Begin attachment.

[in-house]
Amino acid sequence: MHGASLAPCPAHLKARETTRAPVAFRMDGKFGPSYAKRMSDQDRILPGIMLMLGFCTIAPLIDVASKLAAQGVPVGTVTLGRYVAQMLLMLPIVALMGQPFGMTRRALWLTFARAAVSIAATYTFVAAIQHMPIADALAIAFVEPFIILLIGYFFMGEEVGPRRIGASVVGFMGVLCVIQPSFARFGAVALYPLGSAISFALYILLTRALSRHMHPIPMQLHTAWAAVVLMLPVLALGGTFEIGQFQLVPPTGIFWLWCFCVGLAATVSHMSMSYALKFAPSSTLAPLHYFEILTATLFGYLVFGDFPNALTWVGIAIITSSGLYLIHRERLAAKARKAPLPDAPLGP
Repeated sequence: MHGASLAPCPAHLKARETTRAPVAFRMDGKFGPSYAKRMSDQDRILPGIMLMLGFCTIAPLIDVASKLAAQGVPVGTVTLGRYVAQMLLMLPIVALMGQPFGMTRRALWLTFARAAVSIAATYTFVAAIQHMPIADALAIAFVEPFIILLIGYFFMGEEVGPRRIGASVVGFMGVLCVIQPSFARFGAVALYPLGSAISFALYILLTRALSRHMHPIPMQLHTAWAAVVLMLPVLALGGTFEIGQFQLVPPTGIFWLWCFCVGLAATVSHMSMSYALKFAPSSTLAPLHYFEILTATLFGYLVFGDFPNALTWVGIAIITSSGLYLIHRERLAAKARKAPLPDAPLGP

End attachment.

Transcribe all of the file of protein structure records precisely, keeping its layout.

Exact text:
[in-house]
Amino acid sequence: MHGASLAPCPAHLKARETTRAPVAFRMDGKFGPSYAKRMSDQDRILPGIMLMLGFCTIAPLIDVASKLAAQGVPVGTVTLGRYVAQMLLMLPIVALMGQPFGMTRRALWLTFARAAVSIAATYTFVAAIQHMPIADALAIAFVEPFIILLIGYFFMGEEVGPRRIGASVVGFMGVLCVIQPSFARFGAVALYPLGSAISFALYILLTRALSRHMHPIPMQLHTAWAAVVLMLPVLALGGTFEIGQFQLVPPTGIFWLWCFCVGLAATVSHMSMSYALKFAPSSTLAPLHYFEILTATLFGYLVFGDFPNALTWVGIAIITSSGLYLIHRERLAAKARKAPLPDAPLGP
Repeated sequence: MHGASLAPCPAHLKARETTRAPVAFRMDGKFGPSYAKRMSDQDRILPGIMLMLGFCTIAPLIDVASKLAAQGVPVGTVTLGRYVAQMLLMLPIVALMGQPFGMTRRALWLTFARAAVSIAATYTFVAAIQHMPIADALAIAFVEPFIILLIGYFFMGEEVGPRRIGASVVGFMGVLCVIQPSFARFGAVALYPLGSAISFALYILLTRALSRHMHPIPMQLHTAWAAVVLMLPVLALGGTFEIGQFQLVPPTGIFWLWCFCVGLAATVSHMSMSYALKFAPSSTLAPLHYFEILTATLFGYLVFGDFPNALTWVGIAIITSSGLYLIHRERLAAKARKAPLPDAPLGP